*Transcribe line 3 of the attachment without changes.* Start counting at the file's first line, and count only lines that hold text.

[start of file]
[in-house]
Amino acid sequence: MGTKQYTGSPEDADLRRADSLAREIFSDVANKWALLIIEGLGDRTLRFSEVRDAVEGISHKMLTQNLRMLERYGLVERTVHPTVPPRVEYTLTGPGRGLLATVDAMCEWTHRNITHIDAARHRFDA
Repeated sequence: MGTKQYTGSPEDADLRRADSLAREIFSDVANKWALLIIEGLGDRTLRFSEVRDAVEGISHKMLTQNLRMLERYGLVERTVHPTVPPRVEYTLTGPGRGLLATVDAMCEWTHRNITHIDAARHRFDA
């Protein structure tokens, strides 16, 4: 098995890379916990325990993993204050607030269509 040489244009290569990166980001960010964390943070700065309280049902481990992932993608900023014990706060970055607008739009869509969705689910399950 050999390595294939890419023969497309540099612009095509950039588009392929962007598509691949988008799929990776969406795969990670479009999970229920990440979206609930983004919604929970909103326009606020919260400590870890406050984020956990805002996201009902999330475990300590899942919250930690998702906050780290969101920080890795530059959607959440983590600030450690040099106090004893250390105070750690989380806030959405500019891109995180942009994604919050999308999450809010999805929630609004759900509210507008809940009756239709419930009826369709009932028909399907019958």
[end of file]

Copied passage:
Repeated sequence: MGTKQYTGSPEDADLRRADSLAREIFSDVANKWALLIIEGLGDRTLRFSEVRDAVEGISHKMLTQNLRMLERYGLVERTVHPTVPPRVEYTLTGPGRGLLATVDAMCEWTHRNITHIDAARHRFDA